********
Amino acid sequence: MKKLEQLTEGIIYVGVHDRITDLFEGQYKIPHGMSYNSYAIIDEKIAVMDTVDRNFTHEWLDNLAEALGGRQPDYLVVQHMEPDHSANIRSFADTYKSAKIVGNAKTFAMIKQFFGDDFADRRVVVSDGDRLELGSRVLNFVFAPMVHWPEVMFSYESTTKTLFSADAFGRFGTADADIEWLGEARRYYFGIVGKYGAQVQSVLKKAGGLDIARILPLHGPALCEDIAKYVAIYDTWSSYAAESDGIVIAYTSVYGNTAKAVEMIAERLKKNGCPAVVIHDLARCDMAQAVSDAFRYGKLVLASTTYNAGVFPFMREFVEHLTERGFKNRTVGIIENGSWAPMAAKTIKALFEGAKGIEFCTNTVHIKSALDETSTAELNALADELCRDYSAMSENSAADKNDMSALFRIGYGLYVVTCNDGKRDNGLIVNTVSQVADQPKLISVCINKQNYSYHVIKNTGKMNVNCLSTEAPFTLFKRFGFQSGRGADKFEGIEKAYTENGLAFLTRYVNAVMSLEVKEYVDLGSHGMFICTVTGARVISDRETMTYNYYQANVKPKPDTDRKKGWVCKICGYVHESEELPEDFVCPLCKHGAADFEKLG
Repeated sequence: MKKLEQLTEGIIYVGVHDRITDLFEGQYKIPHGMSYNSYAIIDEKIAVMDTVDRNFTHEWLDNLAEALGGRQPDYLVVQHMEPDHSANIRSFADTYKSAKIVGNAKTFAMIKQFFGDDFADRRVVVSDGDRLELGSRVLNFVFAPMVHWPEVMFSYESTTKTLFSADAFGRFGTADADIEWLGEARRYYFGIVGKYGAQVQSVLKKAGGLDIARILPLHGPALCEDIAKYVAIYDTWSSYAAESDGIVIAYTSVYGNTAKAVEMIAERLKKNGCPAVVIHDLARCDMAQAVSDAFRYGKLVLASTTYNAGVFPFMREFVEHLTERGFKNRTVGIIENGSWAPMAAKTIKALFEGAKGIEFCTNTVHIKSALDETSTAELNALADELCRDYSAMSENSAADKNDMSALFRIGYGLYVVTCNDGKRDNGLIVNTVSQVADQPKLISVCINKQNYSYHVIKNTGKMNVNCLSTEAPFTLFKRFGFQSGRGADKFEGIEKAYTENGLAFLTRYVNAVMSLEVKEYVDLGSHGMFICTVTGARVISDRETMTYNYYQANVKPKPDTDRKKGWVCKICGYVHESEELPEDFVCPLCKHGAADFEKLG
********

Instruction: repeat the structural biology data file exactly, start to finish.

Amino acid sequence: MKKLEQLTEGIIYVGVHDRITDLFEGQYKIPHGMSYNSYAIIDEKIAVMDTVDRNFTHEWLDNLAEALGGRQPDYLVVQHMEPDHSANIRSFADTYKSAKIVGNAKTFAMIKQFFGDDFADRRVVVSDGDRLELGSRVLNFVFAPMVHWPEVMFSYESTTKTLFSADAFGRFGTADADIEWLGEARRYYFGIVGKYGAQVQSVLKKAGGLDIARILPLHGPALCEDIAKYVAIYDTWSSYAAESDGIVIAYTSVYGNTAKAVEMIAERLKKNGCPAVVIHDLARCDMAQAVSDAFRYGKLVLASTTYNAGVFPFMREFVEHLTERGFKNRTVGIIENGSWAPMAAKTIKALFEGAKGIEFCTNTVHIKSALDETSTAELNALADELCRDYSAMSENSAADKNDMSALFRIGYGLYVVTCNDGKRDNGLIVNTVSQVADQPKLISVCINKQNYSYHVIKNTGKMNVNCLSTEAPFTLFKRFGFQSGRGADKFEGIEKAYTENGLAFLTRYVNAVMSLEVKEYVDLGSHGMFICTVTGARVISDRETMTYNYYQANVKPKPDTDRKKGWVCKICGYVHESEELPEDFVCPLCKHGAADFEKLG
Repeated sequence: MKKLEQLTEGIIYVGVHDRITDLFEGQYKIPHGMSYNSYAIIDEKIAVMDTVDRNFTHEWLDNLAEALGGRQPDYLVVQHMEPDHSANIRSFADTYKSAKIVGNAKTFAMIKQFFGDDFADRRVVVSDGDRLELGSRVLNFVFAPMVHWPEVMFSYESTTKTLFSADAFGRFGTADADIEWLGEARRYYFGIVGKYGAQVQSVLKKAGGLDIARILPLHGPALCEDIAKYVAIYDTWSSYAAESDGIVIAYTSVYGNTAKAVEMIAERLKKNGCPAVVIHDLARCDMAQAVSDAFRYGKLVLASTTYNAGVFPFMREFVEHLTERGFKNRTVGIIENGSWAPMAAKTIKALFEGAKGIEFCTNTVHIKSALDETSTAELNALADELCRDYSAMSENSAADKNDMSALFRIGYGLYVVTCNDGKRDNGLIVNTVSQVADQPKLISVCINKQNYSYHVIKNTGKMNVNCLSTEAPFTLFKRFGFQSGRGADKFEGIEKAYTENGLAFLTRYVNAVMSLEVKEYVDLGSHGMFICTVTGARVISDRETMTYNYYQANVKPKPDTDRKKGWVCKICGYVHESEELPEDFVCPLCKHGAADFEKLG